Month Archives: October 2011

Pornland or Portland? Christians Fighting Back, In Love

by Rob Schwarzwalder

October 31, 2011

I went to theological seminary in Portland, Oregon. That might sound rather ensconced and safe, but I worked at a large commercial bakery in a run-down industrial section of the city. This exposed me to some things I would rather have not seen, as when, driving along a side-street one evening, I found myself running a narrow gauntlet of hectoring prostitutes; I drove away as fast as I could.

Portland has a justified reputation for urban renewal and natural beauty. Bisected by the Willamette River and set among lush, fir-laden hills, Portland’s charm is hard to forget.

Yet now, as Katelyn Beaty documents in her moving article about the sex trafficking trade in the City of Roses (that would be Portland; I proposed to my wife in the city’s massive rose-test garden, albeit in the winter when none were in bloom), Portland has become perhaps the single most dominant city in one of the ugliest “industries” ever devised - the trafficking of persons for sexual purposes. Veteran journalist Dan Rather has called Portland “Pornland,” and according to Joslyn Baker of the Multnomah County (Portland area) unit that specializes in child prostitution, “most Portlanders accepted the ubiquitous strip clubs as part of their premium on individual freedomuntil February 2009, when the FBI swept the Portland-Vancouver area and found seven underage girls, the most in any FBI raid at the time. With the ensuing national media coverage, Portlanders began realizing that their lucrative sex industry is the main ‘gateway’ for pimping children.”

Christians are fighting back, with love and tenacity. They have now started the Oregon Center for Christian Voices (OCCV), which over the past four years “has … become Oregon’s flagship nonprofit for passing laws that make it harder to sexually exploit children. In the same four years, two Christians in Portland’s leading assault advocacy group and police department have created a unique model for assisting underage victims. Their model earned their county a $500,000 federal grant that created a special committee on CSEC (‘commercial sexual exploitation of children’).” Additionally, Oregon State Legislator Andy Olson (R-Albany) “has worked with OCCV to try to amend Oregon’s Constitution (whose free speech provisions open the door for prostitution and illicit sexuality among youth). A Christian, he calls trafficking a ‘family values issue.’”

Rep. Olson is dead right, and the noble efforts of committed Christians to change Portland’s culture of prostitution and sex trafficking are animated by the same spirit of sacrifice and compassion that led the early believers to rescue unwanted babies from the Roman ash-heaps. As Shoshan Tama-Sweet, executive director of the Oregon Center for Christian Voices, told journalist Beaty: “The church has something special: We have the Good News. We have a vision of the way the world is supposed to be. And it doesn’t include the rape of children on our streets. When you realize that God loved every victim when they were born, that he’s with them every day they’re traumatizedit’s incumbent on believers to protect them, to help them become whole, and to insist that, in our society, we are not going to tolerate the antithesis of God’s beloved community.”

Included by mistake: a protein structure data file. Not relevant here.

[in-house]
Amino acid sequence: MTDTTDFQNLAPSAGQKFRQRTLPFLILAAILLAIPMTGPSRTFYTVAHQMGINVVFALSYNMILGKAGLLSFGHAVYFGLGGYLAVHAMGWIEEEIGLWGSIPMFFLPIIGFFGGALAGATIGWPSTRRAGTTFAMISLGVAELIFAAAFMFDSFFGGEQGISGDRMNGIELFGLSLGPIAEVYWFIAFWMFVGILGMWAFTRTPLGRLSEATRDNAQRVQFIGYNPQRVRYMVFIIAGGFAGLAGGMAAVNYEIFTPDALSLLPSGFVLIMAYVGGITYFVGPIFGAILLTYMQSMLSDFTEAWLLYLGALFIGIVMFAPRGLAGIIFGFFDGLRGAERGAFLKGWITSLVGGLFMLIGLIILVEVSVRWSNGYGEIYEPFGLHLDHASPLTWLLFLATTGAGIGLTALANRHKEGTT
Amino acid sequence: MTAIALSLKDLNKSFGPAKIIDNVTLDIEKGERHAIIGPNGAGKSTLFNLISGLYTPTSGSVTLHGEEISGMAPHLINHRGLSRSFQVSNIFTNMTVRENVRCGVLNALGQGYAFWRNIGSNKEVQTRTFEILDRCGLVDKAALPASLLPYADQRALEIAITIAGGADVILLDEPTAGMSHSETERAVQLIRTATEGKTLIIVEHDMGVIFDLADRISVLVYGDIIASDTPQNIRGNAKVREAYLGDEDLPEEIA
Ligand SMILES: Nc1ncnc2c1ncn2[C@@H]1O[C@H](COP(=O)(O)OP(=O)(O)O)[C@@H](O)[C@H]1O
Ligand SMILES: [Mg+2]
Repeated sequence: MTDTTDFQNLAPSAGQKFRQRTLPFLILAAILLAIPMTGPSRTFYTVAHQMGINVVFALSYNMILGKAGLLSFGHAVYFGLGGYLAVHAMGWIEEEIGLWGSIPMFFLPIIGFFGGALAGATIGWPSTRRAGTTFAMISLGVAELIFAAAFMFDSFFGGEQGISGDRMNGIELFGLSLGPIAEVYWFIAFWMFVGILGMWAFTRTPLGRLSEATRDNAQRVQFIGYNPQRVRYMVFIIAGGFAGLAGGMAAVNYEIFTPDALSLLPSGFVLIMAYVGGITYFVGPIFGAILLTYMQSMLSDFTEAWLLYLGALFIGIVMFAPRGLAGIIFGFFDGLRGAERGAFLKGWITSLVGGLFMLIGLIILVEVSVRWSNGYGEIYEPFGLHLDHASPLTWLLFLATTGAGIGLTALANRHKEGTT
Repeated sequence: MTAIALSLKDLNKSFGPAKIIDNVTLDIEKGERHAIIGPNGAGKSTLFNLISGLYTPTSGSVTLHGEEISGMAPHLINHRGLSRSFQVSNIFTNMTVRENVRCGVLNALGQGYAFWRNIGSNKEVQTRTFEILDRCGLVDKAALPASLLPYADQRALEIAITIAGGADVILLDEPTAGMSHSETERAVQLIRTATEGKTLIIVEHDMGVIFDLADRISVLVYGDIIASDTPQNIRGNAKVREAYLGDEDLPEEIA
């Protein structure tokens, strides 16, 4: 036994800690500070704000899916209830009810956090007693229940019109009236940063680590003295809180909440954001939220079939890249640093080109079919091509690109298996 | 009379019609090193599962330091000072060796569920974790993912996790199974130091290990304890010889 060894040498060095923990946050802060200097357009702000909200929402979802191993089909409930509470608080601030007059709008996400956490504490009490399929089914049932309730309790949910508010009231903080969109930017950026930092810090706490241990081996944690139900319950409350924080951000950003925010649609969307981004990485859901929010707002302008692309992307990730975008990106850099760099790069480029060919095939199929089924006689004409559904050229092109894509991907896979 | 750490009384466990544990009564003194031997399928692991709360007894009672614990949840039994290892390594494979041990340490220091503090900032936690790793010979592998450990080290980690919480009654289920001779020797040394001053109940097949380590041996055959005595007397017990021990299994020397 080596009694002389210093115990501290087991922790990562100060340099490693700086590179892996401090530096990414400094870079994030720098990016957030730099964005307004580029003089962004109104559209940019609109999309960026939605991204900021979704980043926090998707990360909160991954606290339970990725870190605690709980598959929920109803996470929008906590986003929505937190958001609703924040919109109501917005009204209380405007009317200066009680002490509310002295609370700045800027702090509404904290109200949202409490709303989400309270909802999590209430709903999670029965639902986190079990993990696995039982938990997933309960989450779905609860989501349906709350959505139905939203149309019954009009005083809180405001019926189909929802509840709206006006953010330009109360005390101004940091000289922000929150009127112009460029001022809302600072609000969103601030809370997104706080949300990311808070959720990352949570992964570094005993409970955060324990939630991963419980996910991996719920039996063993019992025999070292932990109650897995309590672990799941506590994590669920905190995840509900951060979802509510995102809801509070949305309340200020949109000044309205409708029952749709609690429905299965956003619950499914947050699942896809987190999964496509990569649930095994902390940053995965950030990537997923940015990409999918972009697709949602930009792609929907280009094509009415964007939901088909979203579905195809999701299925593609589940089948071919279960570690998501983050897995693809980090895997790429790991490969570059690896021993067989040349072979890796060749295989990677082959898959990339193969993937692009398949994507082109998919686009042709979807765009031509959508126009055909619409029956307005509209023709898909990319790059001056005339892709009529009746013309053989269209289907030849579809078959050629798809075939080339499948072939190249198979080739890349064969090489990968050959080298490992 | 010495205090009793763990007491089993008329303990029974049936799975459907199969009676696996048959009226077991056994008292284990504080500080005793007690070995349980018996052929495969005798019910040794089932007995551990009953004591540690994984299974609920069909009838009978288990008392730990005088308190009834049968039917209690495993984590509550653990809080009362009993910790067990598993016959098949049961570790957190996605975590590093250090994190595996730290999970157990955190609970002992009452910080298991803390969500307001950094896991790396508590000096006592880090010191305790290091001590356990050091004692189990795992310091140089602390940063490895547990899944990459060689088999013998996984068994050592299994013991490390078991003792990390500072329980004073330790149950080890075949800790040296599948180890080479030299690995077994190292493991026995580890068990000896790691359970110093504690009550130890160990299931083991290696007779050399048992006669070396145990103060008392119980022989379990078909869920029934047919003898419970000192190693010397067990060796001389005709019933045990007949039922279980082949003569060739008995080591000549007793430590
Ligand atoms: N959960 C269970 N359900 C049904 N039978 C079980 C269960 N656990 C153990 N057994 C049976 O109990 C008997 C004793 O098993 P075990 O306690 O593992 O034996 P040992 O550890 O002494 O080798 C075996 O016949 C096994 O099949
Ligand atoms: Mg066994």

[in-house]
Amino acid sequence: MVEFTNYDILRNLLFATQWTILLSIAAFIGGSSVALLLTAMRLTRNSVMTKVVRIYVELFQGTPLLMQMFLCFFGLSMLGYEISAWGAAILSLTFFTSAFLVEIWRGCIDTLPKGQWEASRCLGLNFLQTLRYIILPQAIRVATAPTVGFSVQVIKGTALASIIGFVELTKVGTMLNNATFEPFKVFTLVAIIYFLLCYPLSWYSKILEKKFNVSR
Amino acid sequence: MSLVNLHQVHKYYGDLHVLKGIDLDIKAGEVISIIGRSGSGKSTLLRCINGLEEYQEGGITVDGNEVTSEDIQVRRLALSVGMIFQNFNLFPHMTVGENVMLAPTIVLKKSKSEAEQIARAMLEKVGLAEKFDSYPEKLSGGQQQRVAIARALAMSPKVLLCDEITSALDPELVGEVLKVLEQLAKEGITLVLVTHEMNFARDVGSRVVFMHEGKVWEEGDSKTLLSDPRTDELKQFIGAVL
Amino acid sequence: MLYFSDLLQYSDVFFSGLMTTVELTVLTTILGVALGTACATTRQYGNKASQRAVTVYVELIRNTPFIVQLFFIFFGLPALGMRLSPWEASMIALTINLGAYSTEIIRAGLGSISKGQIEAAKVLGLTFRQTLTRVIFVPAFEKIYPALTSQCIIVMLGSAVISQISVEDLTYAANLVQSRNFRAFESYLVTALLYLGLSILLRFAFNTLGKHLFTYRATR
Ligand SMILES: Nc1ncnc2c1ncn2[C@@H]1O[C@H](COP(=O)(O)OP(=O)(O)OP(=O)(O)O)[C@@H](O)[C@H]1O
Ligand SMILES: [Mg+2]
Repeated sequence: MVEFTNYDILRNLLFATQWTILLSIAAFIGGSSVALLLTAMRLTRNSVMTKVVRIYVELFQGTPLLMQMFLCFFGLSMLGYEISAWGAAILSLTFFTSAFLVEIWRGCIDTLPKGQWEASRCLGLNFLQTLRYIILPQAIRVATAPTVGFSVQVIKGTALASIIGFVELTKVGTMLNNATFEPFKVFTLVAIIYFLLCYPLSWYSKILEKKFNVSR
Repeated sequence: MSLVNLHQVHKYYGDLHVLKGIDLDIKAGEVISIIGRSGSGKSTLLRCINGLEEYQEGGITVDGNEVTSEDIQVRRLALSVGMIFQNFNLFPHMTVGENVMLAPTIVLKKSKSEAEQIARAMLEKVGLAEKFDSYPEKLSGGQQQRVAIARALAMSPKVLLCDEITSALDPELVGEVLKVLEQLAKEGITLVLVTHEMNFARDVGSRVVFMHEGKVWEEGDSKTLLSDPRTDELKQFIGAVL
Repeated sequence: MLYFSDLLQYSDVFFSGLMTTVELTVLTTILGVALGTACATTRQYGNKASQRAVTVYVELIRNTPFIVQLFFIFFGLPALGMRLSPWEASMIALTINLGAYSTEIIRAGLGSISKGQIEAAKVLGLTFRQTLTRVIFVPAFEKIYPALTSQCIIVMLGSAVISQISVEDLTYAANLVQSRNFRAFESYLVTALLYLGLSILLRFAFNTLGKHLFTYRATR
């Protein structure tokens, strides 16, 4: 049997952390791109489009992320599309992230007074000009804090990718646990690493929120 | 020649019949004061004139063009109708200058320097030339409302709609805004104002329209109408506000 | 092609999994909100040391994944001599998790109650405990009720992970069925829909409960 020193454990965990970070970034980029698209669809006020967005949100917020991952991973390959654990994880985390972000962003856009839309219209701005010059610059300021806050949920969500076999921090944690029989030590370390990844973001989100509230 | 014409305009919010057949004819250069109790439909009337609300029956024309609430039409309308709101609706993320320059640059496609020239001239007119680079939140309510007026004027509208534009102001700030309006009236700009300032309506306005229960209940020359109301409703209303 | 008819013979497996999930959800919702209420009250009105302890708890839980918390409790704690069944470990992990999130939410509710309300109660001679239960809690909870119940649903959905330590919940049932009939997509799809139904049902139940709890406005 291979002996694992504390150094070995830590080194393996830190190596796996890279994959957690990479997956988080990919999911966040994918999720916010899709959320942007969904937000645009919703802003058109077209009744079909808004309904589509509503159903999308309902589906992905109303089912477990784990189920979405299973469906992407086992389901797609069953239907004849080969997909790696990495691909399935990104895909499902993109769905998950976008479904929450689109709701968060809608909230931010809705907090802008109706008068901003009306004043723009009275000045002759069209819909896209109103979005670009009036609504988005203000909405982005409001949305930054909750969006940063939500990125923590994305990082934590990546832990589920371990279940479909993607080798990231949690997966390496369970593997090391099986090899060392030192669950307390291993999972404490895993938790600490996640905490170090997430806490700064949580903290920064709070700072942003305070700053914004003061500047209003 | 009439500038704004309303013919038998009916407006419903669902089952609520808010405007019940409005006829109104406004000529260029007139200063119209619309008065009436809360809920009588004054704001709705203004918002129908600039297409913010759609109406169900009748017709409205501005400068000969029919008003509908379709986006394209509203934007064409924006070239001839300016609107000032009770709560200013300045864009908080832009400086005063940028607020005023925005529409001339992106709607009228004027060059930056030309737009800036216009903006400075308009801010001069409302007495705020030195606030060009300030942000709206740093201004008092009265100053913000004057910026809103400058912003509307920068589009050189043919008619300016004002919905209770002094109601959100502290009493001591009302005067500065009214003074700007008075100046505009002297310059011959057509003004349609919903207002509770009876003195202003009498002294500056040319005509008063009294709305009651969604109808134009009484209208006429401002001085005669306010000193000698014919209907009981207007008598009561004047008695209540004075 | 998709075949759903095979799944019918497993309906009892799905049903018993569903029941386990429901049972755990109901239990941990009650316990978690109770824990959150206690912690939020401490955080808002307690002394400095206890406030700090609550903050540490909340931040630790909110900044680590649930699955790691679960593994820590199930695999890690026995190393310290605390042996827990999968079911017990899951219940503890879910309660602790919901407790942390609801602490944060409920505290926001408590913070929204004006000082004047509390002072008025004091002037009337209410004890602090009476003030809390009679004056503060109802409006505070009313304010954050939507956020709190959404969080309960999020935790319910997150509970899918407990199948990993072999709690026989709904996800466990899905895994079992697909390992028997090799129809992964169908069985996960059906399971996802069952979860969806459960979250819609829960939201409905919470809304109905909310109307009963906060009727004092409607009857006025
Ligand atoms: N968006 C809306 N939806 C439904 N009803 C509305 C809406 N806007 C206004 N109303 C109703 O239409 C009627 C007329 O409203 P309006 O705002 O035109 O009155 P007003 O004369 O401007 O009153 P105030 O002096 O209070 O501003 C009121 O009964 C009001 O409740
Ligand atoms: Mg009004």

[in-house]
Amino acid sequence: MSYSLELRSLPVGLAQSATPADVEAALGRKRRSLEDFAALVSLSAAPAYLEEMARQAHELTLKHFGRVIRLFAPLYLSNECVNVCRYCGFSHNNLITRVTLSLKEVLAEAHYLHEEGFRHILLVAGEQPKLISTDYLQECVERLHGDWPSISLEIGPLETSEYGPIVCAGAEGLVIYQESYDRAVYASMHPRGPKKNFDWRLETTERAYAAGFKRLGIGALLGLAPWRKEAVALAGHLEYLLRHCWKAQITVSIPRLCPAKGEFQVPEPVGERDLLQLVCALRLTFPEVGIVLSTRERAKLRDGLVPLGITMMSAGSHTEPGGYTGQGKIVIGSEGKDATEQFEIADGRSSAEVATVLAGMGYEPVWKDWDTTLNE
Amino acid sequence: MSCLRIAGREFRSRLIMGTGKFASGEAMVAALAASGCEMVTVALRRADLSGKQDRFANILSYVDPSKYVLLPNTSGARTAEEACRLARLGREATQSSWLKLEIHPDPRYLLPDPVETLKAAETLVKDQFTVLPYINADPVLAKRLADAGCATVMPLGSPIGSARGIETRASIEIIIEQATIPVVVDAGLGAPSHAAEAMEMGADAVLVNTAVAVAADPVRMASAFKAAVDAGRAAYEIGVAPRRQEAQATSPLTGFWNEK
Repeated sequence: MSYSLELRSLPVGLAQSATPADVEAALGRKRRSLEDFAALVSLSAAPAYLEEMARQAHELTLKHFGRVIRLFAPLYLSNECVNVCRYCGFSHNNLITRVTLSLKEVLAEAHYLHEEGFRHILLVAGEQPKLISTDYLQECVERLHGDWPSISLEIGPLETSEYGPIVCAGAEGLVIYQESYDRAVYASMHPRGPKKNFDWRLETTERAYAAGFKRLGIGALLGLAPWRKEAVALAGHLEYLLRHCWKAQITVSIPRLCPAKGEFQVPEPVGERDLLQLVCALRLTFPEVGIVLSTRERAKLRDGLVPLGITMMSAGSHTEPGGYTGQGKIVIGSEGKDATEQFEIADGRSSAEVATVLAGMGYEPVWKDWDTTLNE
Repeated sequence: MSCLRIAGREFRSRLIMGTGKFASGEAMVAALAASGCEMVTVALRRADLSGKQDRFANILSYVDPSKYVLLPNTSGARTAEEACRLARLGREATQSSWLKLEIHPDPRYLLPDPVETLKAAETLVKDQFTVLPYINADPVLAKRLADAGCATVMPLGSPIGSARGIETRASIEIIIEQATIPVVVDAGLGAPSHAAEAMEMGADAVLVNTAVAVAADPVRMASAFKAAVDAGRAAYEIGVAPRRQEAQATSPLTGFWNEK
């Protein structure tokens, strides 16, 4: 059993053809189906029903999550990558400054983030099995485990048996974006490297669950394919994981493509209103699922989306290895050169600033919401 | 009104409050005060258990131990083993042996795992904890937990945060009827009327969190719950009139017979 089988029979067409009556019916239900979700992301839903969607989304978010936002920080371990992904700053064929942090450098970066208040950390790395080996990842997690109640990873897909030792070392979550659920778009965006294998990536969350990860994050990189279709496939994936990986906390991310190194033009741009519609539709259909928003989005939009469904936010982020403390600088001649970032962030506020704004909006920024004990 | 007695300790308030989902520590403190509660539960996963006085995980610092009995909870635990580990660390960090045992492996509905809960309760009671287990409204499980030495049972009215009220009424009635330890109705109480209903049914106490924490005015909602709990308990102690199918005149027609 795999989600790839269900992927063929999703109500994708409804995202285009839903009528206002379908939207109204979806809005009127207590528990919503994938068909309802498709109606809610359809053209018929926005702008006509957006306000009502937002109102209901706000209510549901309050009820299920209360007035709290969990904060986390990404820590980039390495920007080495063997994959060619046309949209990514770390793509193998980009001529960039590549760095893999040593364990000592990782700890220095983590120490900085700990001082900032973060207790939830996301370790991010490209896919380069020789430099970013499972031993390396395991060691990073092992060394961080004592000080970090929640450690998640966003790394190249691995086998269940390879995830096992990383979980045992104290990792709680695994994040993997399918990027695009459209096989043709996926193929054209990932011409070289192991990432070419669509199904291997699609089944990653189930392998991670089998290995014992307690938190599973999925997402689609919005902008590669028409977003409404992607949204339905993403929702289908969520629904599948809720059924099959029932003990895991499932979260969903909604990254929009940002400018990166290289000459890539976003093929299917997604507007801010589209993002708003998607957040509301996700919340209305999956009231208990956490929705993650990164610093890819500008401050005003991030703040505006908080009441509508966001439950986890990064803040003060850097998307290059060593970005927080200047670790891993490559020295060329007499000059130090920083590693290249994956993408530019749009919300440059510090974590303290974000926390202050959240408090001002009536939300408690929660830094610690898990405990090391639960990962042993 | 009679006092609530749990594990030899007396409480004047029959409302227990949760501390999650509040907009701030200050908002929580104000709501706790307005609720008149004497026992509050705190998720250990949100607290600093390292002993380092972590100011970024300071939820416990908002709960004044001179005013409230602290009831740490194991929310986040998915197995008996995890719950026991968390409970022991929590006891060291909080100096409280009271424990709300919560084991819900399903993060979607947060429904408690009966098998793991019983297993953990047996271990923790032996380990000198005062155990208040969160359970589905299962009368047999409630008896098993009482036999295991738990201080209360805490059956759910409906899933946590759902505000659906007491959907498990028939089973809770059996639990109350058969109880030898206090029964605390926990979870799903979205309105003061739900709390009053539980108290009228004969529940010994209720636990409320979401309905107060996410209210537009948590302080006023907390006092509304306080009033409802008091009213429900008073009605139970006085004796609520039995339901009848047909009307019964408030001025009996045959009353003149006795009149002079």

I believe Mr. Tama-Sweet is among those Jesus is unashamed to call brothers (Hebrews 2:11). May God bless him and his colleagues in their efforts.

Earlier this year, FRC held two events focusing on human trafficking and what Christians can do to fight it. You can view them here and here.

FRC Blasts Supreme Court for Allowing Decision to Stand that Removes Roadside Crosses in Six States

by FRC Media Office

October 31, 2011

FOR IMMEDIATE RELEASE: October 31, 2011

CONTACT: J.P. Duffy or Darin Miller, (866) FRC-NEWS or (866) 372-6397

FRC Blasts Supreme Court for Allowing Decision to Stand that Removes Roadside Crosses in Six States

October 31, 2011

SCOTUS Lets Stand One of Worst Religious Liberty Assaults in American History

WASHINGTON, D.C.- Family Research Council (FRC) strongly criticized the U.S. Supreme Court’s decision today to let stand one of the worst religious assaults in all of American history. The Supreme Court’s refusal to hear Davenport vs. American Atheists will now result in the removal of 14 crosses bearing the names of fallen Utah state troopers that have been placed at roadside locations. In addition to Utah, the cross removal order will affect five other states including Kansas, Colorado, Oklahoma, New Mexico and Wyoming.